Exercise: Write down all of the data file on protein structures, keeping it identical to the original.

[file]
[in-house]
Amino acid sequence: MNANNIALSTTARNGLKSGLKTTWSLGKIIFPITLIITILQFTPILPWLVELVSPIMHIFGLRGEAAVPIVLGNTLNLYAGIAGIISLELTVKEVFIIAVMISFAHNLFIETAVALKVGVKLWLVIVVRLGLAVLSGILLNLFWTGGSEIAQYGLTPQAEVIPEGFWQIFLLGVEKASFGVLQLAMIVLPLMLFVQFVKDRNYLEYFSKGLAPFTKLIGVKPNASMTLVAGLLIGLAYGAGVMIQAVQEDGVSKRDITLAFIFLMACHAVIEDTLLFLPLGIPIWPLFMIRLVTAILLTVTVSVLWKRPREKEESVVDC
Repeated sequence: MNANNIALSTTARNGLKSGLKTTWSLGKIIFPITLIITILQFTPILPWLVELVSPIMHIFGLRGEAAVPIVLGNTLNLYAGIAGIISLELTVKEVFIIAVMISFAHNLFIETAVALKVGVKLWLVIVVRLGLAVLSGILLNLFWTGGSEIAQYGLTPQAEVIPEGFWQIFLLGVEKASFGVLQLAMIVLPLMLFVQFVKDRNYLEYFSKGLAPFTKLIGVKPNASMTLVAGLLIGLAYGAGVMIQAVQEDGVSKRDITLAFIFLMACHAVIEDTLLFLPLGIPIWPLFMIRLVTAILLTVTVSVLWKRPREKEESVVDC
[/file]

[in-house]
Amino acid sequence: MNANNIALSTTARNGLKSGLKTTWSLGKIIFPITLIITILQFTPILPWLVELVSPIMHIFGLRGEAAVPIVLGNTLNLYAGIAGIISLELTVKEVFIIAVMISFAHNLFIETAVALKVGVKLWLVIVVRLGLAVLSGILLNLFWTGGSEIAQYGLTPQAEVIPEGFWQIFLLGVEKASFGVLQLAMIVLPLMLFVQFVKDRNYLEYFSKGLAPFTKLIGVKPNASMTLVAGLLIGLAYGAGVMIQAVQEDGVSKRDITLAFIFLMACHAVIEDTLLFLPLGIPIWPLFMIRLVTAILLTVTVSVLWKRPREKEESVVDC
Repeated sequence: MNANNIALSTTARNGLKSGLKTTWSLGKIIFPITLIITILQFTPILPWLVELVSPIMHIFGLRGEAAVPIVLGNTLNLYAGIAGIISLELTVKEVFIIAVMISFAHNLFIETAVALKVGVKLWLVIVVRLGLAVLSGILLNLFWTGGSEIAQYGLTPQAEVIPEGFWQIFLLGVEKASFGVLQLAMIVLPLMLFVQFVKDRNYLEYFSKGLAPFTKLIGVKPNASMTLVAGLLIGLAYGAGVMIQAVQEDGVSKRDITLAFIFLMACHAVIEDTLLFLPLGIPIWPLFMIRLVTAILLTVTVSVLWKRPREKEESVVDC